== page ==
Beth Davis, Board Member
Beth Davis is a founding member of WARP. She learned to weave in Denmark, designed woven fabrics for the textile industry, worked with handweavers in India and Nicaragua, studied batik production in Indonesia, and taught 150 8-year olds how to unravel silk cocoons. She enjoys using indigenous textiles as a lens through which to explore countries and cultures. Recently retired, she worked for many years as a User Experience Researcher; contributing to the design of a wide variety of products – from insulin pumps to home robots.
Elena Laswick, Board Member
Elena Laswick grew up in Tucson, AZ, on a steady diet of mariachi, beans, folklórico, and Navajo rugs, which developed her sense of belonging somewhere between Latin America and the US and is why she is passionate about textiles, indigenous rights, and cultural preservation. After working in marketing and communications for several NGOs and Social Businesses, she’s learned the importance of getting out of the way and letting other people tell their own stories. She does this as both a Spanish/English interpreter and the marketer/owner of Ixil Collective and the marketer/co-founder of Amano Marketplace.
Sarah Saulson, Board Member
Sarah Saulson has been a member of WARP for many years, where she has had the good fortune to meet the most interesting, committed, and empowered women she has ever known. Sarah is a weaver, dyer, and spinner, both practitioner and teacher, working out of her studio in Providence, RI in a former weaving mill building. She’s also had the privilege of working with producer groups in Ghana, Guatemala, and India, in all three cases because of connections made through WARP. Sarah is happy to return to the WARP board, where her proudest achievement was bringing Kelsey Wiskirchen–now our amazing, hardworking Executive Director– into WARP, originally as the first scholarship recipient.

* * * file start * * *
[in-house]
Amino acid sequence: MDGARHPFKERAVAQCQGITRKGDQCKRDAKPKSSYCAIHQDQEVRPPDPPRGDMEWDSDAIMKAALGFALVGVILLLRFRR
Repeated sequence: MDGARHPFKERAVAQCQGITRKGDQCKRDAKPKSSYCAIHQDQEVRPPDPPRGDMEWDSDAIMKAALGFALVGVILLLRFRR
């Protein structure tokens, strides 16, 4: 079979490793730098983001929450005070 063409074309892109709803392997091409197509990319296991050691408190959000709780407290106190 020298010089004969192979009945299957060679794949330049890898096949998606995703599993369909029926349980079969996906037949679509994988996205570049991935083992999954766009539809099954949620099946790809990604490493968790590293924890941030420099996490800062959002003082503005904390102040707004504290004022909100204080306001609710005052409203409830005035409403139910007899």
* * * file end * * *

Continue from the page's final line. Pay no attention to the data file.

Rocío Mena Gutierrez, Board Member
Rocío Mena Gutierrez is a WARP board member from Mexico City. She is the founder of ZIKURI & a natural dye passionate. This path has led her to learn in different places such as Mexico, France, the US, Japan & Guatemala. Through her brand, Rocío unites her two passions: natural dyeing education & designing bags. Her purpose is to inspire by achieving beautiful colors & by making us aware of the processes involved so that we can feel the connection with the materials and the essence of things. In 2014, Rocío worked with women in San Rafael, Guatemala on developing a kit of beautiful naturally dyed cotton yarns in all colors of the rainbow. This project, called Tintes Naturales was a collaboration between WARP member organizations Mayan Hands, Cotton Clouds, Rocío, and several other WARP members.
Kelsey Wiskirchen, Executive Director
Kelsey Wiskirchen is WARP’s Executive Director, responsible for WARP’s programming, outreach, and member communication, among other things. If you have a WARP related question, Kelsey will either answer it for you or connect you with the person who knows the answer! (email@example.com) Kelsey joined WARP in 2010 as a scholarship recipient, and has remained actively involved in WARP ever since, including serving a term on the board. In addition to the work she does for WARP, Kelsey teaches community textile workshops and works as a studio artist in North Carolina.
Linda Temple, Newsletter Editor
Linda Temple is WARP’s Newsletter Editor, responsible for creating 4 high-quality colorful informative issues every year. Linda is a retired librarian, has been involved in numerous fair trade endeavors for the past 30 years. She weaves and spins for fun, and has been a member of WARP since the beginning. To read previous newsletters, please visit our newsletter archive here. If you would like to contribute to an upcoming WARP Newsletter, please contact Linda at firstname.lastname@example.org.